Professor Thérèse Callus, expert in biomedical and family law issues at the University of Reading, explains the recent Law Commission proposals on reform of the law on surrogacy.

Focus on pregnant woman with hands on her abdomen. Married couple is putting signature on document while sitting on background. Surrogate motherhood concept

The Law Commission has recently published its recommendations and a draft Bill on reform of the law on surrogacy – a practice which results in the birth of approximately 400–500 babies each year. Although according to Department of Health guidance, ‘altruistic surrogacy is an established and legal way of creating a family in the UK’ and can be ‘a positive and rewarding experience’, it is not well understood by the general public (only 26% IPSOS poll are aware it is legal) and its regulation is widely recognised by stakeholders and judges as being unclear, outdated and generally unfit for purpose.

Surrogacy is the process by which a surrogate carries a baby for ‘intended parent(s)’ (either a single person or a couple) with the intention that the intended parent(s) will become the legal and social parents of the child. Commercial surrogacy is illegal so it is not possible to enter into a binding contract or to benefit financially from any surrogacy arrangements. However, privately organised surrogacy is legal in the UK and operates generally through non-commercial associations. The Law Commission’s summary of the practice is helpful.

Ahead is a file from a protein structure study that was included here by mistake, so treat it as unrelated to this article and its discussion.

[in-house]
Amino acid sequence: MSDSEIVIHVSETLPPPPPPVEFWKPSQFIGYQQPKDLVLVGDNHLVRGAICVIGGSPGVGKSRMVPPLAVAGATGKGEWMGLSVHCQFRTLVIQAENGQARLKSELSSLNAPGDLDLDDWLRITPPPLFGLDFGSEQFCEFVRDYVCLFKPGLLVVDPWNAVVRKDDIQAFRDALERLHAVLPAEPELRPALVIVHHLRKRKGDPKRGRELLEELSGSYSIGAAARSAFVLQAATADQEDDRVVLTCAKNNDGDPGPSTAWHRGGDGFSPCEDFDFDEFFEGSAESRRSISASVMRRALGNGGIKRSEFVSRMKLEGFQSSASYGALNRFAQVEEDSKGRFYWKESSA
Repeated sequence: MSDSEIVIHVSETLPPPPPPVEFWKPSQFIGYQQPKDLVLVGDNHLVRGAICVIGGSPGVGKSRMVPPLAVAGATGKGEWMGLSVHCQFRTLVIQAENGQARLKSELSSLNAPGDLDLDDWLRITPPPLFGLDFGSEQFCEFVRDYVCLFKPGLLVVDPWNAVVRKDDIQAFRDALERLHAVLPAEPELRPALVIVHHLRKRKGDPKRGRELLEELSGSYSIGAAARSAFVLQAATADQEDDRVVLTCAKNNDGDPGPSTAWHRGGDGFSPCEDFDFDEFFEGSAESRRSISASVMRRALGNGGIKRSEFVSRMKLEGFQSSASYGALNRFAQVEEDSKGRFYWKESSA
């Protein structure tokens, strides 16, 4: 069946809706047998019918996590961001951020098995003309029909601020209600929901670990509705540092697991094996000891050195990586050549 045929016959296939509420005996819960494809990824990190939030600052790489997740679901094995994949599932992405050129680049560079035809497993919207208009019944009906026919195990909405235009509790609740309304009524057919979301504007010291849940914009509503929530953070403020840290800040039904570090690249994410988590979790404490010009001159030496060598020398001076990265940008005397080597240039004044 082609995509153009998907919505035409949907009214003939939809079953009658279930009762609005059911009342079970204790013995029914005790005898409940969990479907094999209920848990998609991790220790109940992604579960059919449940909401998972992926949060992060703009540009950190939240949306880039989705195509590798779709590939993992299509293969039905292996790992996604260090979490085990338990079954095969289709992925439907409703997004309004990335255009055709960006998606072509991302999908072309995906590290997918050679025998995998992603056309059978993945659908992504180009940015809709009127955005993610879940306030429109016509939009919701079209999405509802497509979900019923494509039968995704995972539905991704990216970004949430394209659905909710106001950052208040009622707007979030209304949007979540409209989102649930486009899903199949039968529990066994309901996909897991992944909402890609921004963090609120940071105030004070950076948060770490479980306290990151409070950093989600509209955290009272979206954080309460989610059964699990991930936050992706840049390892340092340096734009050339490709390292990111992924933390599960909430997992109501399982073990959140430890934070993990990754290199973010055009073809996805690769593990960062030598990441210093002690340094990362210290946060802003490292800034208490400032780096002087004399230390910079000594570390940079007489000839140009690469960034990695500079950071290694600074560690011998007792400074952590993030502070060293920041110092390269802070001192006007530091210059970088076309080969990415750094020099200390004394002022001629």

It is important to stress that the Law Commission Report does not re-open the debate on the legality of surrogacy itself, nor does it oppose the continued prohibition on commercial surrogacy arrangements. Rather it addresses how to regulate the difficult issues raised by the practice which those involved have identified as being in need of better regulation and safeguards.

For example, who should be the automatic legal parents of children born through surrogacy? What should the birth certificate reflect? (See my comment on this in Bionews). Can a surrogate be paid or receive compensation for her gestational efforts, and if so, is there a risk of exploitation? How can international arrangements be dealt with? Is there a need for a dedicated regulator and surrogacy agencies, along with a national register of surrogate-born children for them to access information on their origins? Must there be a genetic link between the child born and at least one of the intended parents?

Some of these questions have been grappled with for years with the growing use of assisted conception more widely. My research has explored recognition of legal parental status in assisted conception– that is where third party intervention takes place in the conception process resulting in potentially a number of different people being involved in the birth of a baby – through donated gametes and genetic links; gestational and child birth processes; psychological and social parenting etc. My comparative research shows that different countries adopt diverse approaches but the law in the UK has tended to be broadly facilitative and progressive in legally recognising and regulating different ways to form families. However, surrogacy poses additional issues due to the nature of the practice, and the directly opposing ethical arguments held by some.